''Brokeback Mountain'': 2005's most penetrating film, or an overrated snooze? Two EW staffers debate

Credit: Brokeback Mountain: Kimberly French
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Rasslin’ over ”Brokeback Mountain”

Timothy Gunatilaka Hi, Michelle. It took me a while to understand why, ultimately, I disliked Brokeback Mountain. I didn’t come close to crying, and the ending left me cold. To quote Hanson: Where’s the love? The film forces us to take Jack and Ennis’ feelings for granted, but there’s actually little reason for us to lend any credence to this romance. In their first meeting, the awkwardness of the stilted chatter is only rescued by our foreknowledge of their intimate closeness. I’d argue that the uselessness of this opening sequence rivals that of some teen slasher flick’s limp beginning. We can patiently withstand this throwaway footage only because we know what’s going to happen.

Michelle Kung Oh, Tim. Of course they’re awkward — they’re stoic sheepherders feeling the first pangs of post-adolescent love! I totally disagree with you, in that I think Ang Lee sets up a very believable romance. In the gorgeously sparse opening scene, we watch Ennis and Jack dance a silent and dusty pas de deux with their eyes and expressions. The hot man-on-man action that comes later is bonus.

TG Ha. I think if there actually was hot man-on-man action (or, for that matter, any action), I’d be more forgiving. But this is a gay love story where the relationship stays in the closet, closed even to the audience. There’s no build-up to romance, no initial longing or pining. That first time, they just randomly have sex; the relationship seems more about physicality and boredom than anything else. Given what we see on screen, or moreover, what we don’t see, Ennis could have just as arbitrarily sated himself with a sheep. Perhaps, requesting explicit peeks into the passion between the two men is too much to ask (meanwhile, Princess Diaries‘ Anne Hathaway is gratuitously topless).

MK No longing and pining? Wait, were we watching the same movie? First, any scene with Gustavo Santaolalla’s haunting, acoustic-guitar-based score instantly elevates the emotional tension of the moment. And what about the nestled shirt imagery at the end, when Ennis finally discovers that the flannel he thought he’d lost so many summers ago was actually stolen by Jack and preserved in his closet, arranged in a tender embrace their tragic owners could never openly enjoy? Are you made of stone? Tears, big salty tears, I tell you!

TG But it’s a wobbly foundation leading to the devastation of those moments. The oft-quoted ”I wish I could quit you” climax further shakes this unsteady base. Jack complains to Ennis about how he visits Mexico for some physical affection, given how sporadic their ”high-altitude f—ing” is. Sure, Jack has grounds to complain that his boyfriend won’t find time for him, but to reduce their relationship to such carnal vulgarity belies true love.

MK Um, yeah, but they’re dudes. And cowboys. Somehow, I’d believe their relationship less if they sat around mooning the beauty of each other’s eyes and writing each other poems about their feelings.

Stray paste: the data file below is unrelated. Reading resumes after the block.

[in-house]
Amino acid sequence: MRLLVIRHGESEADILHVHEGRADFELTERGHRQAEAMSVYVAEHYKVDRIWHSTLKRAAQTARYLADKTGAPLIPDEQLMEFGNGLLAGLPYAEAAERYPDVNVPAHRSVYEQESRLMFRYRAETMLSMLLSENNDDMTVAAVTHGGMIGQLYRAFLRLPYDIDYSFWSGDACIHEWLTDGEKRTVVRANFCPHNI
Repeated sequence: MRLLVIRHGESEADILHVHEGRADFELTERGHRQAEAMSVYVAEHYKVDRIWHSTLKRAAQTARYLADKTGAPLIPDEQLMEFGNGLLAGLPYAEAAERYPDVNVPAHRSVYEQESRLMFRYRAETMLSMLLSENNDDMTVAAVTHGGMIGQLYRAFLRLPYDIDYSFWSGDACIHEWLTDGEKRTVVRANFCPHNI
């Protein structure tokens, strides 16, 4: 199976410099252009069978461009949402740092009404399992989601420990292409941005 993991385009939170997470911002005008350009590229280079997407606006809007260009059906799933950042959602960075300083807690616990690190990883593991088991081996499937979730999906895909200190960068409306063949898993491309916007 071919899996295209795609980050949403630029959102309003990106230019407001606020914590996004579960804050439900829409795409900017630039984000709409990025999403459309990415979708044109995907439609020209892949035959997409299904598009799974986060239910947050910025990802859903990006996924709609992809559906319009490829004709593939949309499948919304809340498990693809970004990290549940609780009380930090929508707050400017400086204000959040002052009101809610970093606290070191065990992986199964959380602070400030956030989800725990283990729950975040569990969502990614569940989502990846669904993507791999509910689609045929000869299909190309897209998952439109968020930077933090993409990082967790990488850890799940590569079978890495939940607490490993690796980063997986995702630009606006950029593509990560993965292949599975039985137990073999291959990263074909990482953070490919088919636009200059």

TG Actually, I think a movie about two guys mooning and snogging at a campfire does exist: Gus Van Sant’s My Own Private Idaho. So is Brokeback truly the filmic revolution that so many (including many here at EW) claim it is? This isn’t exactly new territory. What about the Oscar props already given to another cowboy romance-tragedy, Boys Don’t Cry, and John Schlesinger’s meditative lovers’ merry-go-round, Sunday Bloody Sunday, from way back in 1971?

MK Yes, but Brokeback is working on a much bigger scale. My Own Private Idaho grossed only about $6 million, and showed on only 98 screens. It’s quite a different thing to introduce a controversial theme in a movie that’s playing in hundreds of mainstream theaters across the country.

TG Indeed, the mainstream deserves a film offering an honest insight into same-sex relations. But unfortunately, Brokeback Mountain is not it. My sad suspicion is that people are responding because this movie stars two of Hollywood’s alpha males (which Keanu Reeves and River Phoenix were certainly not). If openly homosexual actors starred, this film would have been lost in obscurity next to every other forgotten title in the queer-cinema aisle of your independent video store. Look at the lame age makeup and gray dye jobs. It’s almost as if the filmmakers were too afraid to taint the attractiveness (and, therefore, box office appeal?) of their comely cast to really delve into the situation. You want society to better see the reality of gay love? Show me two overweight, balding men embracing. I suppose this is a problem with love stories of any sexuality, but how many aging cowboys do you know who are so svelte?

MK Okay, touché on the makeup. Anne Hathaway’s wigmaker clearly had some sort of vendetta against the actress — her flipped-out platinum ‘do is even scarier than Jake’s ”look ma, I’m a man” mustache. But the story of the film spans decades — which is exactly what makes it so poignant and agonizing. To bastardize Annie Proulx’s other most memorable line: Since you can’t fix the film, Tim, you’ll just have to stand it.

Brokeback Mountain

  • Movie
  • R
  • 134 minutes
  • Ang Lee